Access to Justice

There is a great need in Africa to find formal ways in which the role of paralegals in promoting access to justice is recognised by the judiciary. The establishment of an African Centre of Excellence (ACE) for Access to Justice will facilitate comparative learning for primarily African legal empowerment programmes as well as international programmes and grow a community of best-practice. It will showcase the work of its members and draw the attention of the organised legal profession to the work of the paralegal sector in Africa.

About ACE

The establishment of an African Centre of Excellence (ACE) for Access to Justice will facilitate…

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Paralegals in the African Context

Newly emerging constitutions in the African continent guarantee a range of freedoms…

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Conference Details

The Conference aims to influence attitudes and behaviours across the entire value-chain of justice delivery from the community to the highest courts of the land in order to foster greater synergy, mutual support, and collaboration.

Conference programme
Read the full conference programme here.
About the Conference
Find out more about the Kigali Continental Conference here.
About ACE
Find out more about the African Centre of Excellence for Access to Justice.
See the participating countries here.
Kigali Continental Conference

Participating Countries

Continental Conference on Collaboration between the Judiciary and Community Justice Institutions on Access to Justice, in Kigali on 22-24 August 2017.
Ghana’s justice system does not guarantee free legal services for the poor and less privileged. The idea of pro-bono work is relatively new in Ghana and not many lawyers prioritize this area – free work is generally not beneficial to the lawyers in the areas.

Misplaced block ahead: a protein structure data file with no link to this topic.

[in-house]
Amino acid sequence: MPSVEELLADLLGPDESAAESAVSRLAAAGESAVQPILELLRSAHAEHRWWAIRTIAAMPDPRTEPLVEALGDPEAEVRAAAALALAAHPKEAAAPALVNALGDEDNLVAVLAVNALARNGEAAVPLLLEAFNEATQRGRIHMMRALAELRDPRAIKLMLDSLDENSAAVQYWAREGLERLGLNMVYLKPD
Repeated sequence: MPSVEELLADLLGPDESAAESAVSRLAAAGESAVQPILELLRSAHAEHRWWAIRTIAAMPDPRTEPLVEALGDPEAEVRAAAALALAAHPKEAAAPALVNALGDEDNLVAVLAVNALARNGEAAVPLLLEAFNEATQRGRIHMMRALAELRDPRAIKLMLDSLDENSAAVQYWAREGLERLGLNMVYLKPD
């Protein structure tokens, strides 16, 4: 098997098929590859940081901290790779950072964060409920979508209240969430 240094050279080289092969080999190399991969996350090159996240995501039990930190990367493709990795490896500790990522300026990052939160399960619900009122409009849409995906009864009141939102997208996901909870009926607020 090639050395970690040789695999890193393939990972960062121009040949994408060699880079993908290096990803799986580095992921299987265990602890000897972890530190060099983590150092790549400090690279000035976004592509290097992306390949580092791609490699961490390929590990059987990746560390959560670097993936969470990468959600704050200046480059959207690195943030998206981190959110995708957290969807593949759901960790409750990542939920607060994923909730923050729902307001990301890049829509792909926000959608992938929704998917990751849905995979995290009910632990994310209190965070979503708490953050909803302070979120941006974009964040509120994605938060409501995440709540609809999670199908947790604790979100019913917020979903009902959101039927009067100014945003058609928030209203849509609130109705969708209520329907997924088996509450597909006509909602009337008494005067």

More than 48 per cent of Kenyans live on less than Sh95 a day, and therefore cannot access legal services nor effectively manage their court cases due to high legal and court costs and legal illiteracy.
In Malawi, the Paralegal Advisory Services (PAS) has been providing aid in criminal matters at a quite successful rate. They cover 84% of the prison population and prisoners have been reported to have become ‘more sophisticated in their understanding of the law and court procedure’.
As a country emerging from a recent period of intense conflict involving genocide every sector of society in Rwanda was affected from infrastructure to the law and justice system. Following the truth and reconciliation process, the government now retains its commitment to ensuring justice.
Sierra Leone
In the aftermath of the war, international donors and the government embraced the use of community-based paralegals as a way to advance justice, particularly in rural areas
South Africa
Despite a beautifully crafted constitution, the effects of Apartheid are still a significant part of life in South Africa, and community workers in rural areas work to achieve reform in areas of housing, land policies, education and health care.
The Zambian Constitution enshrines the right to counsel of one’s choice, as well as a right to legal aid ‘in accordance with the law enacted by Parliament for such purpose’.
There is very little legal assistance available in Zimbabwe. The civic freedom monitor for Zimbabwe states that the human rights situation has not improved during the lifespan of the Inclusive Government (IG).